Use of hydroxyethyl starch in sepsis research: A systematic review with meta-analysis

Department of Intensive Care, University of Copenhagen, Rigshospitalet, Copenhagen, Denmark.

Acta anaesthesiologica Scandinavica. 2021
BACKGROUND After being used for more than a decade the use of hydroxyethyl starch (HES) 130/0.38-0.45 in clinical practice was discouraged because of serious adverse events including bleeding, acute kidney injury and death. But could these adverse effects have been discovered sooner? By comparing the summary effect estimates of the adverse effects of HES 130/0.38-0.45 in different study designs we aimed to disclose any signal of this. METHODS We systematically searched MEDLINE, EMBASE and Cochrane Library and hand-searched the reference lists of relevant studies to identify studies for inclusion. Eligible trials were randomised clinical trials (RCTs) and observational studies in patients with sepsis and randomised trials in animals with induced sepsis comparing HES 130/0.38-0.45 to any type of crystalloid. Relevant outcomes were all-cause mortality at longest follow-up, renal replacement therapy (RRT), acute kidney injury (AKI) and bleeding. We extracted data, conducted conventional meta-analyses and assessed risk of bias and the quality of evidence. RESULTS We included 8 RCTs including 3,273 patients, 1 observational study including 379 patients and 5 randomised animal trials including 94 test animals. There was no suggestion of interaction in subgroup analyses comparing the different study designs for any outcomes (all-cause mortality at longest follow-up P=0.33; RRT P=0.70; AKI P=0.63; bleeding P=0.20). CONCLUSIONS We observed no interaction between the summary effect estimates of RCTs, observational studies in patients and randomised animal trials for any of the outcomes. Accordingly, we found no evidence indicating that the adverse effects of HES 130/0.38-0.45 could have been discovered sooner.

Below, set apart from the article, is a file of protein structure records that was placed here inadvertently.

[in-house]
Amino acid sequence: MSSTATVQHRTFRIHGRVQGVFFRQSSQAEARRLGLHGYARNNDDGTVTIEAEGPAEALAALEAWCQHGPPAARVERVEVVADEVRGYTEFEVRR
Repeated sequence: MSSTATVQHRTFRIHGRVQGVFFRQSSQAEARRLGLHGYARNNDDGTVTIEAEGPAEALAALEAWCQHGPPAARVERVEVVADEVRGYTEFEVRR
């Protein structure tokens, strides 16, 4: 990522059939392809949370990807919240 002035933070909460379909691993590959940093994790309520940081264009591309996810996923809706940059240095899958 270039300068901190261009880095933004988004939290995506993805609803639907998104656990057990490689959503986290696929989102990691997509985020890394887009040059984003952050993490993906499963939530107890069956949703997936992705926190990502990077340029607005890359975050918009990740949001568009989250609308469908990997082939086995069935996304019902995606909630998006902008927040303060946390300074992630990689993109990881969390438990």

Study details
Study Design : Systematic Review
Language : eng
Credits : Bibliographic data from MEDLINE®/PubMed®, a database of the U.S. National Library of Medicine